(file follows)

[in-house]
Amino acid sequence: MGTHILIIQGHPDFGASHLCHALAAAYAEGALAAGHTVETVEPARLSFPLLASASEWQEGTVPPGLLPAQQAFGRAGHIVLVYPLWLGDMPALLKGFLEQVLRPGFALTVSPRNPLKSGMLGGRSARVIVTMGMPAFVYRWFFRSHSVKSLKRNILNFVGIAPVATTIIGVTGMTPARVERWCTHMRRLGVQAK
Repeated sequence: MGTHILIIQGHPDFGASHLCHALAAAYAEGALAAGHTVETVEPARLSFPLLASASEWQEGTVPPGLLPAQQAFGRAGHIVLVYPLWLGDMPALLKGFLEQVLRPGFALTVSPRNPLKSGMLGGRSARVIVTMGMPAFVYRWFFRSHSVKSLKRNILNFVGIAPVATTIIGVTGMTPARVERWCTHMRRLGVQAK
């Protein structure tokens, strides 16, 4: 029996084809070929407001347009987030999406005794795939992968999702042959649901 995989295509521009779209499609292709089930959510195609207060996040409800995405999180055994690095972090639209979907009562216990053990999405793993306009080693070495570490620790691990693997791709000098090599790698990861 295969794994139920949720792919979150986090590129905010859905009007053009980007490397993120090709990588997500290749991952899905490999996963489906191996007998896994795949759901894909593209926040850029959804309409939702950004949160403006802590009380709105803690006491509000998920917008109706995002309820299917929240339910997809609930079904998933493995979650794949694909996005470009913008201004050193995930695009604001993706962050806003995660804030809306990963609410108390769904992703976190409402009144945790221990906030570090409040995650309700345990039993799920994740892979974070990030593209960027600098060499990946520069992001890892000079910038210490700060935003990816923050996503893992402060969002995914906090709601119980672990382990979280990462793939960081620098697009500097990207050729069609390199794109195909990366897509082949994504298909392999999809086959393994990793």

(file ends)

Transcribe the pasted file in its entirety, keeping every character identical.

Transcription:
[in-house]
Amino acid sequence: MGTHILIIQGHPDFGASHLCHALAAAYAEGALAAGHTVETVEPARLSFPLLASASEWQEGTVPPGLLPAQQAFGRAGHIVLVYPLWLGDMPALLKGFLEQVLRPGFALTVSPRNPLKSGMLGGRSARVIVTMGMPAFVYRWFFRSHSVKSLKRNILNFVGIAPVATTIIGVTGMTPARVERWCTHMRRLGVQAK
Repeated sequence: MGTHILIIQGHPDFGASHLCHALAAAYAEGALAAGHTVETVEPARLSFPLLASASEWQEGTVPPGLLPAQQAFGRAGHIVLVYPLWLGDMPALLKGFLEQVLRPGFALTVSPRNPLKSGMLGGRSARVIVTMGMPAFVYRWFFRSHSVKSLKRNILNFVGIAPVATTIIGVTGMTPARVERWCTHMRRLGVQAK
């Protein structure tokens, strides 16, 4: 029996084809070929407001347009987030999406005794795939992968999702042959649901 995989295509521009779209499609292709089930959510195609207060996040409800995405999180055994690095972090639209979907009562216990053990999405793993306009080693070495570490620790691990693997791709000098090599790698990861 295969794994139920949720792919979150986090590129905010859905009007053009980007490397993120090709990588997500290749991952899905490999996963489906191996007998896994795949759901894909593209926040850029959804309409939702950004949160403006802590009380709105803690006491509000998920917008109706995002309820299917929240339910997809609930079904998933493995979650794949694909996005470009913008201004050193995930695009604001993706962050806003995660804030809306990963609410108390769904992703976190409402009144945790221990906030570090409040995650309700345990039993799920994740892979974070990030593209960027600098060499990946520069992001890892000079910038210490700060935003990816923050996503893992402060969002995914906090709601119980672990382990979280990462793939960081620098697009500097990207050729069609390199794109195909990366897509082949994504298909392999999809086959393994990793």